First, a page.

Friday, January 28, 2011

The week in review...

While Polish leaders joined global big wigs for the world's top schmooze and booze fest in Davos, the political fight died down only to be replaced by an economic one: the Polish government and its pension "reform" versus Leszek "Mr. Shock Therapy" Balcerowicz. The government wants to effectively roll back the previous pension reform that added a private second-pillar to help put off deeper fiscal reform. Mr. Balcerowicz says this is stealing from future pensions and backs shock therapy light. Don't worry, though. No real debate occurred. Instead, the government branded Balcerowicz an idiot and a barbarian.

The Financial Times' Jan Cienski took a closer look at the issue and made a fine point: "Balcerowicz and other economists have become the de-facto opposition" at a time when the main opposition party, the conservative Law and Justice, is fixated on the Smolensk crash that killed Lech Kaczynski. Law and Justice's obsession does play well to a hardcore, but much less well among the majority of Polish voters, thereby creating a nice niche for an opposition party to fill.

The FT's main Polish blogger also hits out at the government over its incredible shrinking road-building plans.

The Wall Street Journal's New Europe blog saw Marcin Sobczyk likewise highlight the battle over the pension "reform," including a nice little refresher in paragraph two for the economically challenged. The only thing I might have added is that Monetary Policy Council member Andrzej Rzonca, who he cites criticising the government's plan, is a former disciple of Balcerowicz. Saying Rzonca supports Balcerowicz is kind of like noting Paul supported Jesus.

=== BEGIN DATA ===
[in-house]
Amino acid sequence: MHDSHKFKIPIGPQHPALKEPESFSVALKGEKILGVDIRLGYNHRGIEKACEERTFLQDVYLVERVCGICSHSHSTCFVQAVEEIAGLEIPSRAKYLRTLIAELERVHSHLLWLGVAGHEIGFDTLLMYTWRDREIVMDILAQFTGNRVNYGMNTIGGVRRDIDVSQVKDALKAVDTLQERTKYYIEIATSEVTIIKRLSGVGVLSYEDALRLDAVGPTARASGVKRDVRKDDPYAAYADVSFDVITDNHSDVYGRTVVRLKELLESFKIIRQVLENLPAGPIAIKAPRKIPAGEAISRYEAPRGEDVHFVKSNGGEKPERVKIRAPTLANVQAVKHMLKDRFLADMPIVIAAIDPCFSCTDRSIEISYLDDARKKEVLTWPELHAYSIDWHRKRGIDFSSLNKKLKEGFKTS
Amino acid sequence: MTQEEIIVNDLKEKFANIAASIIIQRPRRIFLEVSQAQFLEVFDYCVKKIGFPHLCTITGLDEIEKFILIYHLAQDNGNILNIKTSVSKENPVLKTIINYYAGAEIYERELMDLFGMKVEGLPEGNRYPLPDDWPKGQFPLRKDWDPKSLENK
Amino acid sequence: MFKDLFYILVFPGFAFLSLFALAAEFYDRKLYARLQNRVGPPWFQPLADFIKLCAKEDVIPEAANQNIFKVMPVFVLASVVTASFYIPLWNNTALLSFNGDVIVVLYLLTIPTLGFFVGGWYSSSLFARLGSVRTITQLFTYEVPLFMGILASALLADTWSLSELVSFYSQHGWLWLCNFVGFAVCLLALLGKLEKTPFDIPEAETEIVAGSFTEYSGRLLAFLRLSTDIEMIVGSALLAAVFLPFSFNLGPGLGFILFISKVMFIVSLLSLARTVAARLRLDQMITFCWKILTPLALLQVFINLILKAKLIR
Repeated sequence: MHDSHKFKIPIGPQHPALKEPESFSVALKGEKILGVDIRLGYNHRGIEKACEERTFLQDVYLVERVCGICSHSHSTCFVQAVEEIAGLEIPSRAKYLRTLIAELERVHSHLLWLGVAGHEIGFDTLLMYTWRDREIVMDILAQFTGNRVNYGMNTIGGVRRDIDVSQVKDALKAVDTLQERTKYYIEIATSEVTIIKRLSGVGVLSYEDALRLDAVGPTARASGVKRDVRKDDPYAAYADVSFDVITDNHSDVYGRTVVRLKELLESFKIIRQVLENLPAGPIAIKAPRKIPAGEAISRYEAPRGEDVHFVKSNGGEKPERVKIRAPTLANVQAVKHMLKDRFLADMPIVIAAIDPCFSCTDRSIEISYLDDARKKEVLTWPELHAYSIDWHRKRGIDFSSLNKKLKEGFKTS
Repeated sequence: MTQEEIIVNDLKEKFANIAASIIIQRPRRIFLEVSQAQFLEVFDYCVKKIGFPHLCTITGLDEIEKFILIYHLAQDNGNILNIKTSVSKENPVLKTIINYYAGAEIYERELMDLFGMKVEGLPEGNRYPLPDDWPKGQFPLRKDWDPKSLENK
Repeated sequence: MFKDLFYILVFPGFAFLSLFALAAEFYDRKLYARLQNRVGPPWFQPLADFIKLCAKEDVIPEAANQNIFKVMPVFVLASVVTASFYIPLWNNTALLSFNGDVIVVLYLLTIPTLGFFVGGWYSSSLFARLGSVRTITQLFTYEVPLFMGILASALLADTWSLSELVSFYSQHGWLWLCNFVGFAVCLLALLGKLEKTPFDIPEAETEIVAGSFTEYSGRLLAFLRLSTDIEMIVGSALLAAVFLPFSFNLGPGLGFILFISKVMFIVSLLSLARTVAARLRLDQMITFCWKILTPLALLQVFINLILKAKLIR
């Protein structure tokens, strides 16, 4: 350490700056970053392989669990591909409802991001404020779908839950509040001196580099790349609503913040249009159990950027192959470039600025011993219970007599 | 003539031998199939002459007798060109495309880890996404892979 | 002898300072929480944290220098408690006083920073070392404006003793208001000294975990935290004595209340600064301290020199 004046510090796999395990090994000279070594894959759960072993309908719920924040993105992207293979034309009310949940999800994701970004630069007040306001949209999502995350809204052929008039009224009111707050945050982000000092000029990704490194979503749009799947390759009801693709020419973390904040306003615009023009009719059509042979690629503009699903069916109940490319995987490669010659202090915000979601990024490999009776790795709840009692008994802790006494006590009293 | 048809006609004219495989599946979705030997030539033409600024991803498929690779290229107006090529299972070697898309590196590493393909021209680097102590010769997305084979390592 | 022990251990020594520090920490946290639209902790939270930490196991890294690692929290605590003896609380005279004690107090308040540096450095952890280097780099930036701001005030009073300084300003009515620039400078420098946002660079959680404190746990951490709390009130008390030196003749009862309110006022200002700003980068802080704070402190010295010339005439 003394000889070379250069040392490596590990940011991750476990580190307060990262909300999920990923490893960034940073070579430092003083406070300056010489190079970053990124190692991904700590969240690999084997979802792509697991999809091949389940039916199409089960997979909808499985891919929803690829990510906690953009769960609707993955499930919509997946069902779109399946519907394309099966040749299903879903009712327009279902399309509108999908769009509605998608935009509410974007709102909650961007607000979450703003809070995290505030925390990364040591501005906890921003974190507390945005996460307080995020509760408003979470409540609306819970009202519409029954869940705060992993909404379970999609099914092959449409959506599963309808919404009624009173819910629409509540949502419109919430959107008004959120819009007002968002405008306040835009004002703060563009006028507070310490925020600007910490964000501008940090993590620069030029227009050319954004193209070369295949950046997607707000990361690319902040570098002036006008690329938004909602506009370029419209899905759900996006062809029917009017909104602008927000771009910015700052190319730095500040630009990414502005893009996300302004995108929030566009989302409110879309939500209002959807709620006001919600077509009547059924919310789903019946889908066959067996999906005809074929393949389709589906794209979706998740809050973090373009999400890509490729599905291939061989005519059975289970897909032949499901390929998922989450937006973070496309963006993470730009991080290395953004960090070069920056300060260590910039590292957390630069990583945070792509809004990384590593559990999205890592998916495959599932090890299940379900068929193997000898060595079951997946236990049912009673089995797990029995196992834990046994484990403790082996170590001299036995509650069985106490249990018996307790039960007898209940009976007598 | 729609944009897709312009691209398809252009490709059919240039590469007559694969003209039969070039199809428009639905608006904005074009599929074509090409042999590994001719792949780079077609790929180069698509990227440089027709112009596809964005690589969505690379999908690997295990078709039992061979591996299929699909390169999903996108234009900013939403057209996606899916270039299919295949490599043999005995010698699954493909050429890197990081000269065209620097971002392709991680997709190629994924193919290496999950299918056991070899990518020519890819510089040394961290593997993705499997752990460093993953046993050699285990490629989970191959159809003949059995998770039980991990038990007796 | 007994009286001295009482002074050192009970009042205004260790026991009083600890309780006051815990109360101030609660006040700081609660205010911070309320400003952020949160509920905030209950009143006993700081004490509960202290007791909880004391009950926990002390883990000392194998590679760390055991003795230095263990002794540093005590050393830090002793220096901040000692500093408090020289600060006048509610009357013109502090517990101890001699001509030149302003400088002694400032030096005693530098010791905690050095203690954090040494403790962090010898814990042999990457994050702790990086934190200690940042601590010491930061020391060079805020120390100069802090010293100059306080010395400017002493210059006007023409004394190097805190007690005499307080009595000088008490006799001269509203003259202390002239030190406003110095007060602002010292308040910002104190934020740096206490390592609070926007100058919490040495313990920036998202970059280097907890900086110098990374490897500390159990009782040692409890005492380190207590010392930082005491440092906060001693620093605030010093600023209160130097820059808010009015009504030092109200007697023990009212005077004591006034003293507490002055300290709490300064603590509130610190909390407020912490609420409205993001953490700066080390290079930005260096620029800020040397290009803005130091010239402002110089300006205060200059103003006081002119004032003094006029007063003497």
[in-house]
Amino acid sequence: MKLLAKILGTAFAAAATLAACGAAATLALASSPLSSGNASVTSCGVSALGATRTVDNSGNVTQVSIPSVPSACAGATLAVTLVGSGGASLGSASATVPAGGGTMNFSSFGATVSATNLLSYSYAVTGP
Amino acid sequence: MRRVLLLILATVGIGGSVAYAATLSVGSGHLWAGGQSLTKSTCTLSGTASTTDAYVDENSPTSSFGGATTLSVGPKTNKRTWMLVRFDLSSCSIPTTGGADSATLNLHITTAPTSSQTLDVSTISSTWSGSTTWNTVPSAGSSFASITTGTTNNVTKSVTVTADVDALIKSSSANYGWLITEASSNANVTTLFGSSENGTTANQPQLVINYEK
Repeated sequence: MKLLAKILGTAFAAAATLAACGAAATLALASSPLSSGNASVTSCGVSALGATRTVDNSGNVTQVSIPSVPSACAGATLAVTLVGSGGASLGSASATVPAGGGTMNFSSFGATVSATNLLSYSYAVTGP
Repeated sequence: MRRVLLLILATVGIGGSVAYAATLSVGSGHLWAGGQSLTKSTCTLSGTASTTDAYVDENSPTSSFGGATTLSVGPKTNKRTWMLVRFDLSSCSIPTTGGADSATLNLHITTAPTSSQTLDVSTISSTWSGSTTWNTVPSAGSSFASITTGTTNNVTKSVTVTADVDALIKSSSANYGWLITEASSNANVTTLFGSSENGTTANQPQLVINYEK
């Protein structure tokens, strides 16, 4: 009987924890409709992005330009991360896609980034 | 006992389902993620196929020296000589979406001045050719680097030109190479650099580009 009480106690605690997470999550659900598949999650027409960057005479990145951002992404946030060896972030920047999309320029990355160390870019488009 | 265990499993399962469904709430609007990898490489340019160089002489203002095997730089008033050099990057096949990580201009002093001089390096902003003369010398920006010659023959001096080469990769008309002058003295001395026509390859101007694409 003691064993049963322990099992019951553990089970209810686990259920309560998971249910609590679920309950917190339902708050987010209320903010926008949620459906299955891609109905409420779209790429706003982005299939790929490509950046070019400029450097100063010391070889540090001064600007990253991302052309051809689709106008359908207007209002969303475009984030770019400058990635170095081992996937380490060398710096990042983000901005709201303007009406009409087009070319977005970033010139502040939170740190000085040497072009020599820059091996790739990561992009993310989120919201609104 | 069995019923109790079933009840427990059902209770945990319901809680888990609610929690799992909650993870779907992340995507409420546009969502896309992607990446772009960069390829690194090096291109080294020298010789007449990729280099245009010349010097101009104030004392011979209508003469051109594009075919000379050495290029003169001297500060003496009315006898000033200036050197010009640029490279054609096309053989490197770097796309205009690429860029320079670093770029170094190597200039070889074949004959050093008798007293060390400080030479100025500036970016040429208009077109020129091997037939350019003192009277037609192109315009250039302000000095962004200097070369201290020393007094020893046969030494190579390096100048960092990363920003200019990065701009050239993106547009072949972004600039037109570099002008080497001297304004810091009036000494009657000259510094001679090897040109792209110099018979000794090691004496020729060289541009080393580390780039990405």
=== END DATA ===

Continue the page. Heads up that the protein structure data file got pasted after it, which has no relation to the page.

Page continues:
Also on New Europe, Sobczyk covers -- is this is a blog or news? -- the view of a deputy National Bank of Poland governor, Witold Kozinski, who told the daily Gazeta Wyborcza that the zloty could weaken if foreign investors worry too much about high public debt and a wide budget deficit. Wow, genius stuff.

But I guess the zloty could indeed be depressed on fiscal worries, but is the situation really so bad Poland faces default? This was apparently stated by Barclays in a recent report. Yes, the very same Barclays that during the crisis was bailed out by Persian Gulf investors. Talk about the kettle calling the pot black.

It is, though, undeniable debt is growing (check out the handy Polish debt clock for more) and growing faster than the population, which grew by an absolutely stunning 0.1% to 38,200,000 at the end of 2010. The numbers also show a Poland getting older. Some 16.9% of the population were over 65, up 200,000 from the previous year. Considering how fast Poland will get older, if I were the business type, all I know is I would be investing huge in the haemorrhoidal cream industry (speaking of haemorrhoids, here's one of the weirdest ads ever in Polish).

Finally, for the feel good story of the week, here's a great story/video piece about Baltic, the dog who was heroically rescued a year ago from an ice floe. He just recently celebrated his first anniversary. Dobry pies, Baltic, dobry pies.

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